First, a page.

From 2004 to 2008, Schupbach was director of ArtistLink, where among other duties he managed a statewide artist space development technical assistance initiative that resulted in the creation of more than 60 projects in 20 communities for a total of 350 units of live/work spaces and more than 500,000 square feet of artist space. In addition, he managed the first ever artist housing predevelopment grant program, giving out $50,000 in awards.

Schupbach’s experience also includes serving as National Artist Space Initiative Consultant for Leveraging Investments in Creativity from 2003 to 2007, where he was the key editor for two reports from the Urban Institute on developing artist space. From 2003 to 2004, Schupbach worked as capital projects manager and staff urban planner/designer for New York City’s Department of Cultural Affairs. In this position, his accomplishments included managing more than $100 million in capital projects for cultural institutions in coordination with other New York City agencies and assisting in the development of guidelines to involve artists in streetscape design and planning processes in New York City.

Schupbach received his BS in public health from the University of North Carolina at Chapel Hill and his master’s degree in city planning with an urban design certificate from the Massachusetts Institute of Technology.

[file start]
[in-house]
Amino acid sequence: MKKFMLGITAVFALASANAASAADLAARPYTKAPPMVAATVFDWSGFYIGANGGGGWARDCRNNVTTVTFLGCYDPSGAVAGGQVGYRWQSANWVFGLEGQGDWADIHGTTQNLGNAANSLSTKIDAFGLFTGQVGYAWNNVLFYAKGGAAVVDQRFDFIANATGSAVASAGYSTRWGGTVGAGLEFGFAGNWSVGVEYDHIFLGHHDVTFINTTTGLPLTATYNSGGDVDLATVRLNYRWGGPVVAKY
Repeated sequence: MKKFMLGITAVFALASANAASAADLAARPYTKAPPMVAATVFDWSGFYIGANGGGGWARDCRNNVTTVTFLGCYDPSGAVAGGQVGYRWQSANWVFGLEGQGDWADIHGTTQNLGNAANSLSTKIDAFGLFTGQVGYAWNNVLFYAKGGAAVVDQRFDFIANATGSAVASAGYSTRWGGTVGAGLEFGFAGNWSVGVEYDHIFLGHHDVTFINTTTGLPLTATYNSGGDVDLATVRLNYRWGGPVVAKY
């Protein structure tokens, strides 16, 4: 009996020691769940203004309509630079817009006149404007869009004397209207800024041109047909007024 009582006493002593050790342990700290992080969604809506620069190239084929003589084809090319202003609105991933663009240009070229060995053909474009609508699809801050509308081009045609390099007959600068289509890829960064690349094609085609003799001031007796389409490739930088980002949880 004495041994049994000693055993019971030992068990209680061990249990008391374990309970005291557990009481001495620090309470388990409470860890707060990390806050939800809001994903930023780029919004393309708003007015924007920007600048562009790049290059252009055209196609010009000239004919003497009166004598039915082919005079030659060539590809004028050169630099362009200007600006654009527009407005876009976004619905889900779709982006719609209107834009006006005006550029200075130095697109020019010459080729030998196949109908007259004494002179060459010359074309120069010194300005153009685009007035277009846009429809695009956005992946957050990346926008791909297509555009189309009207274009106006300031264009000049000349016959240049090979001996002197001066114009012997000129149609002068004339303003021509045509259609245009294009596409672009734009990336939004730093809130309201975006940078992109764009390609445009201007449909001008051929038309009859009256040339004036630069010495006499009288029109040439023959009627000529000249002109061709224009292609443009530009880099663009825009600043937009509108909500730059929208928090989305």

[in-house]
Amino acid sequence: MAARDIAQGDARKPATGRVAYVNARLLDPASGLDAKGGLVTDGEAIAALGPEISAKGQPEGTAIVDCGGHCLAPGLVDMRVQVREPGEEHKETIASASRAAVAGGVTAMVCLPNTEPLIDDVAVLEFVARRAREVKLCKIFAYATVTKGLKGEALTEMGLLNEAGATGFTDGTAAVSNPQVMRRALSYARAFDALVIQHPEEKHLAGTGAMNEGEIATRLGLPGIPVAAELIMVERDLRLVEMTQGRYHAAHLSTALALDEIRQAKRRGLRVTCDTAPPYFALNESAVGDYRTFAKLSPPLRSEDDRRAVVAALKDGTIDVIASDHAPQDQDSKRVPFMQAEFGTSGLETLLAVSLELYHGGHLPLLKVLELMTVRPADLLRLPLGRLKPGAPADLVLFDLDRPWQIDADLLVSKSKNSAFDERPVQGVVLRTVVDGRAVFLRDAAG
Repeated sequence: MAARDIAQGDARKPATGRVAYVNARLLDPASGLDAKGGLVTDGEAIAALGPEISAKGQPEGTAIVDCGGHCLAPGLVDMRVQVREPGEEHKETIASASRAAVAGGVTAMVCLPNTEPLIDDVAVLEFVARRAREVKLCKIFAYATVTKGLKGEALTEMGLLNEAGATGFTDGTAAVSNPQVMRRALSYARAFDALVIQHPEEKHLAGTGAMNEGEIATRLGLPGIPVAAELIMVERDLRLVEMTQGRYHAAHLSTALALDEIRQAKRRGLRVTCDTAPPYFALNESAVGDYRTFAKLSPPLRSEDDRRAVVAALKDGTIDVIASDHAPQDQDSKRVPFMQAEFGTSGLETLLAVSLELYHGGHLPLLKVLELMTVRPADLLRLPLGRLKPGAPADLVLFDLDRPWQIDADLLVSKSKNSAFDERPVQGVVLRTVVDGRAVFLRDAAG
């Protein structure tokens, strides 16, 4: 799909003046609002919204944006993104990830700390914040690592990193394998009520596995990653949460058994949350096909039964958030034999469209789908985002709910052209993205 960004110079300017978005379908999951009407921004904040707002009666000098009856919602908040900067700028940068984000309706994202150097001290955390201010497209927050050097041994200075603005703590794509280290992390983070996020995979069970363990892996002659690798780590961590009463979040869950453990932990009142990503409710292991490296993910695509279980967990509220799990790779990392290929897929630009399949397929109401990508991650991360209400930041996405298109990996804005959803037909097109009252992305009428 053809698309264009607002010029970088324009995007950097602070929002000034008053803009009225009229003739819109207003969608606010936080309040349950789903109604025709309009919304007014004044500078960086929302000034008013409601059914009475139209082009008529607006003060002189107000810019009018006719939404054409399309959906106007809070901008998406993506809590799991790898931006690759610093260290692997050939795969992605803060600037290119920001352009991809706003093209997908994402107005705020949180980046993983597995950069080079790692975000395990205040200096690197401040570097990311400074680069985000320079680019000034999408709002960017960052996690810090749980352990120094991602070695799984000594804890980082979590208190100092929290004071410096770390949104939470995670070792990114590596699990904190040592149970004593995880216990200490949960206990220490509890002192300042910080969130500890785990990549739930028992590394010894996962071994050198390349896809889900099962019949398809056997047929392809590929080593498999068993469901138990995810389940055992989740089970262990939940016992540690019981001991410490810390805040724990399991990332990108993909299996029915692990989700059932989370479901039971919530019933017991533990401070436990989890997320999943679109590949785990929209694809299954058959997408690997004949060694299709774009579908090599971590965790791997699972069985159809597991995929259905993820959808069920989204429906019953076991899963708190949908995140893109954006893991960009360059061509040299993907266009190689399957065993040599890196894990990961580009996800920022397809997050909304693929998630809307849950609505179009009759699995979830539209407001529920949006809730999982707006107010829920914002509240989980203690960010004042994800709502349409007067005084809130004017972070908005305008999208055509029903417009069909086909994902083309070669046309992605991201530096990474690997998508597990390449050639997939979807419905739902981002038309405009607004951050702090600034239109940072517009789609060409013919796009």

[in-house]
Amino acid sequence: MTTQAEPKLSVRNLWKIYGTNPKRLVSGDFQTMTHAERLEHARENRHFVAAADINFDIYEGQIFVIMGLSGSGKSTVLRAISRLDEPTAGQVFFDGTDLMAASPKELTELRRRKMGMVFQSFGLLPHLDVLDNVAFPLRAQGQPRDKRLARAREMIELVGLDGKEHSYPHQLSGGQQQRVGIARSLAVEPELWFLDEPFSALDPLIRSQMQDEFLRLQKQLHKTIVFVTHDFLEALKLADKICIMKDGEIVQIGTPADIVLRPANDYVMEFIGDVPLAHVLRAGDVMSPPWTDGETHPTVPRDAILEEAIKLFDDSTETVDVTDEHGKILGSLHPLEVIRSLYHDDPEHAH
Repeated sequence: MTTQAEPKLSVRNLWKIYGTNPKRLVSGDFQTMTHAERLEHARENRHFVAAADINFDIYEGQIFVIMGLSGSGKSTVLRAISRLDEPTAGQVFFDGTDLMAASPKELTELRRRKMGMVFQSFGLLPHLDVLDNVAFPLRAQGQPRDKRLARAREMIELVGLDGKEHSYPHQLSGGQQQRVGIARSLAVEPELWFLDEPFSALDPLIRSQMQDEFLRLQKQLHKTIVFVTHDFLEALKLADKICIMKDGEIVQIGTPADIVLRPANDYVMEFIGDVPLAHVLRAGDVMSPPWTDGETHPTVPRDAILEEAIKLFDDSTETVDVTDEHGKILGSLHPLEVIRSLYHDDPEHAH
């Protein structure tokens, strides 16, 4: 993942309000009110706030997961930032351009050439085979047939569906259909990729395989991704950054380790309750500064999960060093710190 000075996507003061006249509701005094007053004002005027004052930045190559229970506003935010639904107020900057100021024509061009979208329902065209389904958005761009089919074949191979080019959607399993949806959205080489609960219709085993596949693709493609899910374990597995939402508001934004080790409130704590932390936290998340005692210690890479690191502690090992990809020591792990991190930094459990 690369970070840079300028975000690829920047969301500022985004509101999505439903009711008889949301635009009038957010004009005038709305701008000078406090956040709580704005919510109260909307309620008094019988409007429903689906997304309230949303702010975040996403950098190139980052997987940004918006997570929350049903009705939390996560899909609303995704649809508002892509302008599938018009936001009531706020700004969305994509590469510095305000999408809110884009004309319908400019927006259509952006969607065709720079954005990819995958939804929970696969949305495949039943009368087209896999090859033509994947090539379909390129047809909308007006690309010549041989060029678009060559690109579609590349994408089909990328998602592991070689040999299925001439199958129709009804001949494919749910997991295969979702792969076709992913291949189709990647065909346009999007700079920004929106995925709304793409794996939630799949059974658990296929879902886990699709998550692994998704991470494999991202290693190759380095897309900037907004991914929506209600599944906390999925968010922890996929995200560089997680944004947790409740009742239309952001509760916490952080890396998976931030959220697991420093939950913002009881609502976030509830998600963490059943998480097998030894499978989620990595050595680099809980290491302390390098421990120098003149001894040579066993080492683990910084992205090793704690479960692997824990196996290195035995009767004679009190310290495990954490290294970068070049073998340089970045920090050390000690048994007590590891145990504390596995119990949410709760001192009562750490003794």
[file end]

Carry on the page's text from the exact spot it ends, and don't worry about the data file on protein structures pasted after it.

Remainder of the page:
Steven Tepper

Dean, Herberger Institute for Design and the Arts, Arizona State University

Steven J. Tepper is the dean of the Herberger Institute for Design and the Arts at Arizona State University, the nations largest, comprehensive design and arts school at a research university. Tepper is a leading writer and speaker on U.S. cultural policy and his work has fostered national discussions around topics of cultural engagement, creative work and careers, art and democracy, and the transformative possibilities of a 21st century creative campus. He is the author of Not Here, Not Now, Not That! Protest Over Art and Culture in America (University of Chicago, 2011) and co-editor and contributing author of the book Engaging Art: The Next Great Transformation of Americas Cultural Life (Routledge 2007).  Prior to ASU, Tepper was on the faculty at Vanderbilt University where he was a chief architect of the Curb Center for Art, Enterprise and Public Policy, a national think tank for cultural policy and creativity. Tepper holds a bachelor’s degree from the University of North Carolina at Chapel Hill; a master’s in public policy from Harvard University’s John F. Kennedy School of Government; and a PhD in sociology from Princeton University.

E. San San Wong

Director of Arts and Creativity, Barr Foundation

E. San San Wong directs Barr’s Arts & Creativity portfolio. She currently serves on the Steering Committee for the City of Boston’s cultural planning process and on the board of Grantmakers in the Arts, a national leadership and service organization that supports the growth of arts and culture.

Prior to joining Barr in 2012, San San served as director of grants at the San Francisco Arts Commission, executive director of the National Performance Network, director of development and special initiatives at Theatre Artaud, and as a performing arts producer and presenter. As an international arts consultant, her clients included the Ford Foundation, Doris Duke Charitable Foundation, New England Foundation for the Arts, and Res Artis, among many others.

San San earned a master’s degree in community psychology from New York University and a bachelor’s degree in clinical psychology from Smith College. Her life feels incomplete if she averages fewer than five cultural events a week.